Business IQ

What Does The Competition Policy Review Mean For You?

Tiffany Loh
Smarter Writer

Tiffany Loh is the Smarter Business™ & News and Digital Editor, with varied writing experience always looking for a unique story

Tiffany Loh
Smarter Writer

Tiffany Loh is the Smarter Business™ & News and Digital Editor, with varied writing experience always looking for a unique story

The government has released its draft report today. Find out what the recommendations for your industry are.

The government has released its draft report today. Find out what are the recommendations for your industry.

With the aim to bring Australia’s competition policy up to date, the Competition Policy Review Panel recommendations have released a Draft Report for the public to review and provide feedback.

Led by economist Professor Ian Harper, the 313-page review assesses the country’s competition policies, laws and institutions to see how they can better serve the current and future economic landscape, 

“Australia’s competition policy needs to be fit for purpose, and updated for the economic opportunities and challenges Australia will face in coming decades. We face forces for change from increased globalisation, population ageing and new technologies, which are rapidly changing the way our markets operate.”

In this review, the Panel met in forums with more than 150 small businesses, who voiced issues concerning: unequal bargaining power in dealing with larger businesses (including concerns about collective bargaining); the compliance burden of regulation; and difficulties in competing with (local) government run enterprises.

The Panel also recognised the retail market as an important focus in the review, singling out retail trading hours, supermarkets, pharmacy as key areas that require review.

men pushing chess pieces
Australia's competition policy needs to be fit for purpose, and updated for the economic opportunities and challenges Australia will face in coming decades.

- IAN HARPER

The Panel will be holding public forums around the country. The Panel is also asking for written submissions and feedback from interested parties on the views and draft recommendations in the Draft Report.

After the close of consultation on 17 November 2014, the Panel will then consider its final recommendations, with the Final Report due with the Australian Government by March next year.

Up-to-date advice on the Review and its progress, including details of public forums, are posted regularly on the Review’s website.

The Panel will be holding public forums around the country. The Panel is also asking for written submissions and feedback from interested parties on the views and draft recommendations in the Draft Report.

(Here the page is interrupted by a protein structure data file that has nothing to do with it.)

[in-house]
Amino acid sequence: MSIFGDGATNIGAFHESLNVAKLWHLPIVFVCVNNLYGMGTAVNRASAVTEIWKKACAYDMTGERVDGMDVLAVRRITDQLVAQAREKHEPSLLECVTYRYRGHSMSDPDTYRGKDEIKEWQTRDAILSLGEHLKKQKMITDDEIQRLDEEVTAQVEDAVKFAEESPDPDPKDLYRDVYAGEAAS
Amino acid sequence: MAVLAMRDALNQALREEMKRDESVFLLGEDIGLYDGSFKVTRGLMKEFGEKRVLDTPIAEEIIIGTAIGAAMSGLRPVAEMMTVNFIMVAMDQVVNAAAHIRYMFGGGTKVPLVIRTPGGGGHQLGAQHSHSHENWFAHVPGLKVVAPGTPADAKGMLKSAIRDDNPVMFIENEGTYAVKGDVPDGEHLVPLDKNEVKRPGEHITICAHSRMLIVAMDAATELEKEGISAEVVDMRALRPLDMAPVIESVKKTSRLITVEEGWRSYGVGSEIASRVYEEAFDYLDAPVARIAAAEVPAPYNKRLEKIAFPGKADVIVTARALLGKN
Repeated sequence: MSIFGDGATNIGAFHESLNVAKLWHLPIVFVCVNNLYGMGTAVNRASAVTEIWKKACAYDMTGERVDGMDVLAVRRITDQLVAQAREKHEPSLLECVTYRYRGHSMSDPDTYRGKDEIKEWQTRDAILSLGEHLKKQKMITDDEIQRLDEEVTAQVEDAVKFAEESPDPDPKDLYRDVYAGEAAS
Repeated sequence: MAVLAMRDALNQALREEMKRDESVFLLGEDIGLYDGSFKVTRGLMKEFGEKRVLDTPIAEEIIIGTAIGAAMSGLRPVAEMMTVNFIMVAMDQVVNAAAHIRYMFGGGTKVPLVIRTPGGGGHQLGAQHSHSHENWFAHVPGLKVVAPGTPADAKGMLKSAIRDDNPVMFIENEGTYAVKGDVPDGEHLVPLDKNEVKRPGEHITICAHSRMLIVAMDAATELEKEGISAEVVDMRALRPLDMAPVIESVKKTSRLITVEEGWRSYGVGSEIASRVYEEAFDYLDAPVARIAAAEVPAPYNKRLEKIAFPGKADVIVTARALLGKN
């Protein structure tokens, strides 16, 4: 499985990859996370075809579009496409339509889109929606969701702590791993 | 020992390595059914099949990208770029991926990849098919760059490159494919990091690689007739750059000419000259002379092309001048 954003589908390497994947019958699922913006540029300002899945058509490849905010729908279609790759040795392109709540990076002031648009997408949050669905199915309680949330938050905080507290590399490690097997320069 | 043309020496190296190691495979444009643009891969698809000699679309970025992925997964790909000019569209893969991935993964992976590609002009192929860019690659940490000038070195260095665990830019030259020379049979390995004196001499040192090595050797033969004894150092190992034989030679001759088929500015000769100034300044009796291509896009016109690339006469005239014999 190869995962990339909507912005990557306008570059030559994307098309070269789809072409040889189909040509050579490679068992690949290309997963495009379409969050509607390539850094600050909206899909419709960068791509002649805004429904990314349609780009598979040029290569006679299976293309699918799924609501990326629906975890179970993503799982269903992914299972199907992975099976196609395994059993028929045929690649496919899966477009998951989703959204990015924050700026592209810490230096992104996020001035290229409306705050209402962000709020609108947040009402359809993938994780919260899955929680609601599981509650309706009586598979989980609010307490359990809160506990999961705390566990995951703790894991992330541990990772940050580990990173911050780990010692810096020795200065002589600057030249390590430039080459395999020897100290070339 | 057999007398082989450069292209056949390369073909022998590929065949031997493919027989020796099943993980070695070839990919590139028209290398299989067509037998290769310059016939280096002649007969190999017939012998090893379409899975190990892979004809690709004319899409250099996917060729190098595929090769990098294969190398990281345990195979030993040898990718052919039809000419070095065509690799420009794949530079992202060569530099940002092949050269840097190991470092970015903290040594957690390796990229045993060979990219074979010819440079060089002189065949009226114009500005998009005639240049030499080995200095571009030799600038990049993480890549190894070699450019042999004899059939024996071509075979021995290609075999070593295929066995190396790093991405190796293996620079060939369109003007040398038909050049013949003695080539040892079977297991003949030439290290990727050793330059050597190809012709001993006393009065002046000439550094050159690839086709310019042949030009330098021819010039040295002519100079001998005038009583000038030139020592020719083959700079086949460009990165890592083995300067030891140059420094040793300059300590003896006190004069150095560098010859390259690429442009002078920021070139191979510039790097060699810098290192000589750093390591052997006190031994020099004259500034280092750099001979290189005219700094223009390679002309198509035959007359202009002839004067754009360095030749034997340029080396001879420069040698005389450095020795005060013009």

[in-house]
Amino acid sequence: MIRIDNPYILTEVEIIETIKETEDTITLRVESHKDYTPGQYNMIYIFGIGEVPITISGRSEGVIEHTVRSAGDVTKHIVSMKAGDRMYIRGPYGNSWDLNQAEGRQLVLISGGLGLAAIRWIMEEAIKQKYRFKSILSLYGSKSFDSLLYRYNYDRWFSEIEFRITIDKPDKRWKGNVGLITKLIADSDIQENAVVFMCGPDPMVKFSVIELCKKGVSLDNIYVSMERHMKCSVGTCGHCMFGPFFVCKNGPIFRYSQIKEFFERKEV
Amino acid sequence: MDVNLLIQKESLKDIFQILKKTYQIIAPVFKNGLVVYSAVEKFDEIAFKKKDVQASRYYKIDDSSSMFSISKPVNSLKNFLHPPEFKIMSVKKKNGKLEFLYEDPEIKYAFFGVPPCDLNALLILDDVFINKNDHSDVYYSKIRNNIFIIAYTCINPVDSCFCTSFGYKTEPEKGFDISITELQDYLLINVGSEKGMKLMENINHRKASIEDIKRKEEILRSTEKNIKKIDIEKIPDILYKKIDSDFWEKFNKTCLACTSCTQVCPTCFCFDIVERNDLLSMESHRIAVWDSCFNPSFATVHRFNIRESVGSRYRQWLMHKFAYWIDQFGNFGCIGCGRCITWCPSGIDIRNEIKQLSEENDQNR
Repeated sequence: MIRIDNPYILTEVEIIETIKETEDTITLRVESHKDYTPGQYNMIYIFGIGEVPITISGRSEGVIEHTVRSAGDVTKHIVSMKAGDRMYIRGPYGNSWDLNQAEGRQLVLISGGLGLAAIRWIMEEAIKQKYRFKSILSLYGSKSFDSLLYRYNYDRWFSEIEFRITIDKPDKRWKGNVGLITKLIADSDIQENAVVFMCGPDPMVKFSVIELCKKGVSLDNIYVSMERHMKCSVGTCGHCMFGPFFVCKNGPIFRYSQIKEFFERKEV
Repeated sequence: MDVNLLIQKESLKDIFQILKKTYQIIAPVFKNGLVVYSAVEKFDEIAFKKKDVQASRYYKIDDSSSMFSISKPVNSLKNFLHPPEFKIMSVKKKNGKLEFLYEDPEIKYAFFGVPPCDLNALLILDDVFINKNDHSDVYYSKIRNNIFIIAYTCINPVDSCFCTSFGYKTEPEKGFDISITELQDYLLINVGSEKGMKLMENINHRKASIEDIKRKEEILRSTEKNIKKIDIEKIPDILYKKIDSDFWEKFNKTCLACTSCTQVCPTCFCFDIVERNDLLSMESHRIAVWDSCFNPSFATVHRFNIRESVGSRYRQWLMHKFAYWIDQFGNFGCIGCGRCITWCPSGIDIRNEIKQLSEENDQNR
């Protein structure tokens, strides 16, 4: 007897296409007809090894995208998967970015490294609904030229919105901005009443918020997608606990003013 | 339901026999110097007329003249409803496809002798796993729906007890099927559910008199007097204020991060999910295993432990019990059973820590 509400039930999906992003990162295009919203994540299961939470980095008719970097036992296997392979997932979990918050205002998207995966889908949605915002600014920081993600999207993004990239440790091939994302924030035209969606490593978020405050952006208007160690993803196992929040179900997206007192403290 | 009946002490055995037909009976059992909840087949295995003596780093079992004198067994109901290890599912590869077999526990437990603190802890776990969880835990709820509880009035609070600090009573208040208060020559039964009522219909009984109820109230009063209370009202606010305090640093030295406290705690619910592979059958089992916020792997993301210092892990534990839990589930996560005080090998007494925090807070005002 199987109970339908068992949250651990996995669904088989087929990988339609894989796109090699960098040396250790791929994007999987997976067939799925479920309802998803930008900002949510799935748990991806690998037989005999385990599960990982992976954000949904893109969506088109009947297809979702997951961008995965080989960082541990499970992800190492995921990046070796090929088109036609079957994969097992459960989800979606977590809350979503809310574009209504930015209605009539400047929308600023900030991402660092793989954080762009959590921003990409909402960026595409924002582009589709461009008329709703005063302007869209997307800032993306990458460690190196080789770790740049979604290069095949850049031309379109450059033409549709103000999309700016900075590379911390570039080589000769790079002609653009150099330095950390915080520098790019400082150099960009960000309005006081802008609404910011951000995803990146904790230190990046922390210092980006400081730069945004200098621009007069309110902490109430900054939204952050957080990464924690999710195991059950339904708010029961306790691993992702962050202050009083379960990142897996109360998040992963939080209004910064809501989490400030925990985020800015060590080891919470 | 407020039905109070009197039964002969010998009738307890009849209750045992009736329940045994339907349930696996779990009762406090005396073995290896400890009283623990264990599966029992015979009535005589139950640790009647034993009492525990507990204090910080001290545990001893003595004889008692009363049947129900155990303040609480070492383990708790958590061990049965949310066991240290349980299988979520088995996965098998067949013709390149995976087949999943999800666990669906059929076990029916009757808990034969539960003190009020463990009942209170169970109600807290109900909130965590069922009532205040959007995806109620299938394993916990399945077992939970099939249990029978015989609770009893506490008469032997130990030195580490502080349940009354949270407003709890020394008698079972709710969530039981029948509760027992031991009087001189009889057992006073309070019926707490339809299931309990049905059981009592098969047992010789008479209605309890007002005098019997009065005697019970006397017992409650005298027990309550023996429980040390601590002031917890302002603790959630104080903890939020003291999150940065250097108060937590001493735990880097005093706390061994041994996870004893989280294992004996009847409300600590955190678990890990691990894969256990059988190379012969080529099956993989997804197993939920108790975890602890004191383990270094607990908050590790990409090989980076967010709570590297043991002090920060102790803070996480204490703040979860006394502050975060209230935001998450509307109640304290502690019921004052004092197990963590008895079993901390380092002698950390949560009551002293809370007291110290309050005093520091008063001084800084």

After the close of consultation on 17 November 2014, the Panel will then consider its final recommendations, with the Final Report due with the Australian Government by March next year.

Up-to-date advice on the Review and its progress, including details of public forums, are posted regularly on the Review’s website.

The Panel will be holding public forums around the country. The Panel is also asking for written submissions and feedback from interested parties on the views and draft recommendations in the Draft Report.

After the close of consultation on 17 November 2014, the Panel will then consider its final recommendations, with the Final Report due with the Australian Government by March next year.

Up-to-date advice on the Review and its progress, including details of public forums, are posted regularly on the Review’s website.

The Panel will be holding public forums around the country. The Panel is also asking for written submissions and feedback from interested parties on the views and draft recommendations in the Draft Report.

After the close of consultation on 17 November 2014, the Panel will then consider its final recommendations, with the Final Report due with the Australian Government by March next year.

Up-to-date advice on the Review and its progress, including details of public forums, are posted regularly on the Review’s website.

Australian Business 

In this review, the Panel met in forums with more than 150 small businesses, who voiced issues concerning: unequal bargaining power in dealing with larger businesses (including concerns about collective bargaining); the compliance burden of regulation; and difficulties in competing with (local) government run enterprises.

Want to stay up to date on Australian business?

Head over to the official Competition Policy Review website here.

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